What should I do if my patient tells me they are experiencing sexual harassment?
This is a frequent question among military mental health providers. In fact, PHCoE regularly receives requests for more information and resources focused on sexual harassment.
DoD defines sexual harassment as conduct that involves unwelcome sexual advances, requests for sexual favors, and deliberate or repeated offensive comments or gestures of a sexual nature (DoD Instruction 1020.03, “Harassment Prevention and Response in the Armed Forces”). A person with authority may implicitly or explicitly condition a subordinate’s career opportunities on submission to unwanted advances. Even when submission is not made a term or condition of someone’s career, this conduct is sexual harassment whether severe or pervasive, and creates a hostile or offensive work environment that may damage unit morale as well as individual productivity and readiness.
The Department of Defense (DoD) Sexual Assault Prevention and Response Office (SAPRO) works with the services to develop and implement prevention and response programs for sexual assault. Although sexual assault may occur in the context of sexual harassment, sexual harassment policy is addressed by the Office for Diversity, Equity, and Inclusion within the Office of the Secretary of Defense. Military sexual harassment complaints are addressed through the Military Equal Opportunity (MEO) Program in the Navy, Marine Corps, and Air Force, and by the Sexual Harassment and Assault Response and Prevention (SHARP) Program in the Army. Civilian sexual harassment complaints are addressed in accordance with 29 CFR 1614. While approaches vary by service, military members have multiple ways to address sexual harassment they experience, including:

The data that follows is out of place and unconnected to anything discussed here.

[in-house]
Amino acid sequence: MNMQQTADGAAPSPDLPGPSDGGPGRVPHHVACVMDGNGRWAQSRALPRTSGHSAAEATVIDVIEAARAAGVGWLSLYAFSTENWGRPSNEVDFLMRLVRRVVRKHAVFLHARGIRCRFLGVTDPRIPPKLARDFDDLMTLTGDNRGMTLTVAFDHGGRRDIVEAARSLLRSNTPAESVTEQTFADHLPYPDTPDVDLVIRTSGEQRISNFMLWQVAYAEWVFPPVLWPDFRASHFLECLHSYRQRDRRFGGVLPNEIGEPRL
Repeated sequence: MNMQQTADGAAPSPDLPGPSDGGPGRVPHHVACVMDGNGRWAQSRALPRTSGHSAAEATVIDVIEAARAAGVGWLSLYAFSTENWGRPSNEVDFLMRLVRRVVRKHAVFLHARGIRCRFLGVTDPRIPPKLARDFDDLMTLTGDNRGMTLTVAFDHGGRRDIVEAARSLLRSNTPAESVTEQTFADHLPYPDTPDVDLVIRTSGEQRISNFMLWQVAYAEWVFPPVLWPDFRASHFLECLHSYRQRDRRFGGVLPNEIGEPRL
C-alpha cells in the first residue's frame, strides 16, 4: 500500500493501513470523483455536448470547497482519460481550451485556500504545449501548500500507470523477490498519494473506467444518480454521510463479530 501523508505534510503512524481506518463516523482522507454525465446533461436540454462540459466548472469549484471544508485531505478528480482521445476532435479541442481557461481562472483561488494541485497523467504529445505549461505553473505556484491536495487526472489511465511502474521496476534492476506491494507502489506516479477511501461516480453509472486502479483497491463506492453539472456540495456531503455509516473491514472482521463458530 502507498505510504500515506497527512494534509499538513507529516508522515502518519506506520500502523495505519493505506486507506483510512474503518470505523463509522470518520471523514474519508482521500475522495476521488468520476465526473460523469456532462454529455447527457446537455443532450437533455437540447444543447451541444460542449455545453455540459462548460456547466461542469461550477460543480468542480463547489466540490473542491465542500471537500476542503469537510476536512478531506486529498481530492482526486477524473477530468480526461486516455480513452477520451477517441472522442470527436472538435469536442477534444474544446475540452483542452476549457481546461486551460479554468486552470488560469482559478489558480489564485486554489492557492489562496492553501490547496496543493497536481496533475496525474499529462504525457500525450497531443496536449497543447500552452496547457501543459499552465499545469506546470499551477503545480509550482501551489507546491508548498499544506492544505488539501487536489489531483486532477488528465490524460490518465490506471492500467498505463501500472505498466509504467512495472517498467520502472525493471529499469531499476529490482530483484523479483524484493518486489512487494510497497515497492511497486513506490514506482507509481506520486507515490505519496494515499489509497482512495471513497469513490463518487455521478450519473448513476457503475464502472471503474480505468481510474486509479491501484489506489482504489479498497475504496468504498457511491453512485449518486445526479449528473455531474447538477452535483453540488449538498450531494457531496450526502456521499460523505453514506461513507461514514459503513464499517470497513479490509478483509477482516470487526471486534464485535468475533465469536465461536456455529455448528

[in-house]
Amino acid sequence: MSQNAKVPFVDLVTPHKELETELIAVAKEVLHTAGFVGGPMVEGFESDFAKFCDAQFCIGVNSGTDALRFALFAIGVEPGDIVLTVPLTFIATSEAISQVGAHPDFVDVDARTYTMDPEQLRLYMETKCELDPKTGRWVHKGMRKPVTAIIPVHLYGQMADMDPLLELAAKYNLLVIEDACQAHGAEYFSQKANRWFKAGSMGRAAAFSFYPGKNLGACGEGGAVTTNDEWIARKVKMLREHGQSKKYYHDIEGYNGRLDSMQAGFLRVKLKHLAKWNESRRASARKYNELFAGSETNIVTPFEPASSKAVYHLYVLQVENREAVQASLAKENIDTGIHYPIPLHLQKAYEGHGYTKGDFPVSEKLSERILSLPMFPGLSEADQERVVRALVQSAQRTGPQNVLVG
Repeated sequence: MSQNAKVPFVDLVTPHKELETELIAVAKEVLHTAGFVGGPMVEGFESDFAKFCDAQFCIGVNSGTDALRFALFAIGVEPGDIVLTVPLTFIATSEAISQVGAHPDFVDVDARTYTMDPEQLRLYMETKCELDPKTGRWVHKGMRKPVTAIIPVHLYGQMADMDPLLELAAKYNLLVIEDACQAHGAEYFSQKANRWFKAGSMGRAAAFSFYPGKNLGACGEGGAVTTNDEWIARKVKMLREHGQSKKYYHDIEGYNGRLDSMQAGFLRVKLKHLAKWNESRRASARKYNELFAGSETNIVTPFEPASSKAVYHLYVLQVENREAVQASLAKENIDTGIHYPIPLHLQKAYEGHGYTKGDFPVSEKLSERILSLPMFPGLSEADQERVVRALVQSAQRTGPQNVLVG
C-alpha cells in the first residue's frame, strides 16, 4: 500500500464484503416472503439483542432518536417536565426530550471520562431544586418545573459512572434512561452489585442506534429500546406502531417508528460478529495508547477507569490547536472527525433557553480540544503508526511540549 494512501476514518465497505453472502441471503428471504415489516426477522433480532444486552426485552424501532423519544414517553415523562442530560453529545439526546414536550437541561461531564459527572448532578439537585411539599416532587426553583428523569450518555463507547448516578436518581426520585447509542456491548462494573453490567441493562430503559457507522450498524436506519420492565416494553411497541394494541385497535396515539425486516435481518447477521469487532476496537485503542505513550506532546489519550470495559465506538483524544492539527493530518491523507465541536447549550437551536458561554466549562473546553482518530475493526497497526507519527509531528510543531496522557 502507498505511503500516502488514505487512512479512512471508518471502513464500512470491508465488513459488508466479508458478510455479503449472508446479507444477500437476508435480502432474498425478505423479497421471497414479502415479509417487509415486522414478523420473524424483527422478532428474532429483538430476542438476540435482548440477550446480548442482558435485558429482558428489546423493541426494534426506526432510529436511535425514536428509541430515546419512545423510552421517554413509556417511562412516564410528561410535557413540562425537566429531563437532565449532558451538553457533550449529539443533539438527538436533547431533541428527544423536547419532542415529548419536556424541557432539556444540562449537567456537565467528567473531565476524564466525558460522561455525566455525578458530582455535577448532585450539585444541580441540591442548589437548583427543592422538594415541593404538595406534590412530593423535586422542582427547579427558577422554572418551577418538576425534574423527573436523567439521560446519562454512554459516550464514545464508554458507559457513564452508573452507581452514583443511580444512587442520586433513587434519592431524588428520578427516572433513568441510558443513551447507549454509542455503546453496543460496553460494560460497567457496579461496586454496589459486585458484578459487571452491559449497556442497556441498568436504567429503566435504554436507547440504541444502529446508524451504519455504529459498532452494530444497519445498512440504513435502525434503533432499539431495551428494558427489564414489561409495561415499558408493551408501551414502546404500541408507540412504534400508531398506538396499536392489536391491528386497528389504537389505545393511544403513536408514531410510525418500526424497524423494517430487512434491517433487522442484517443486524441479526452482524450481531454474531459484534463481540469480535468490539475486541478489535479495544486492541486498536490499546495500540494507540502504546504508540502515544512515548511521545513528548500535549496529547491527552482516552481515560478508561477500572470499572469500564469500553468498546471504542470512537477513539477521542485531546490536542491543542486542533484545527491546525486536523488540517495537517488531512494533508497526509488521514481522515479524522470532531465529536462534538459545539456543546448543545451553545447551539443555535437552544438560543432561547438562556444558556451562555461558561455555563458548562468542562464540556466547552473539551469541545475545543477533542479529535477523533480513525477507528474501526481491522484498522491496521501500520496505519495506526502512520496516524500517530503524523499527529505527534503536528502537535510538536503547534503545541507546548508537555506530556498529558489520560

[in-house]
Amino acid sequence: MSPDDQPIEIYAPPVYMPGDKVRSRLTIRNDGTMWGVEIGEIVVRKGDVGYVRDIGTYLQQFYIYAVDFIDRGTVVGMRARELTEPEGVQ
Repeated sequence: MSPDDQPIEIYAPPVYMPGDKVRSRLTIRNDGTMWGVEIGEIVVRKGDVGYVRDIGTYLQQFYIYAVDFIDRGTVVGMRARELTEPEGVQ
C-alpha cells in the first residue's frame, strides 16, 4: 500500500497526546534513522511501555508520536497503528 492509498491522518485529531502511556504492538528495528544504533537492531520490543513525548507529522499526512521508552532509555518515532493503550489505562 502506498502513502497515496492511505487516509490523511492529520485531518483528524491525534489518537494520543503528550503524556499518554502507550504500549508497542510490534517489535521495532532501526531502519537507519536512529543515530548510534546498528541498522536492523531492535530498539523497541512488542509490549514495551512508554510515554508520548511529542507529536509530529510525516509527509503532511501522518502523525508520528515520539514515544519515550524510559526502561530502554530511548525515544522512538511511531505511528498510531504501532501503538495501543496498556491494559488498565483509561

- Addressing the harassment themselves by speaking with the offending party and asking him or her to stop.
- Making an anonymous complaint to command.
- Making an informal complaint/requesting assistance from MEO to mediate with the offending party.
- Making a formal complaint of sexual harassment. Formal complaints are investigated by command and do not typically involve the independent military criminal investigative organizations.
Contact your MEO or SHARP representative to understand available options in your patient’s military service.
Fast facts about sexual harassment in the military:
- SAPRO’S 2019 Annual Report on Sexual Assault in the Military found that 1,021 reports of sexual harassment were received from the military services in 2019.
- Sexual harassment affects all service members. In fact, in fiscal year 2019, 18 percent of formal complaints of sexual harassment in the military were made by male service members.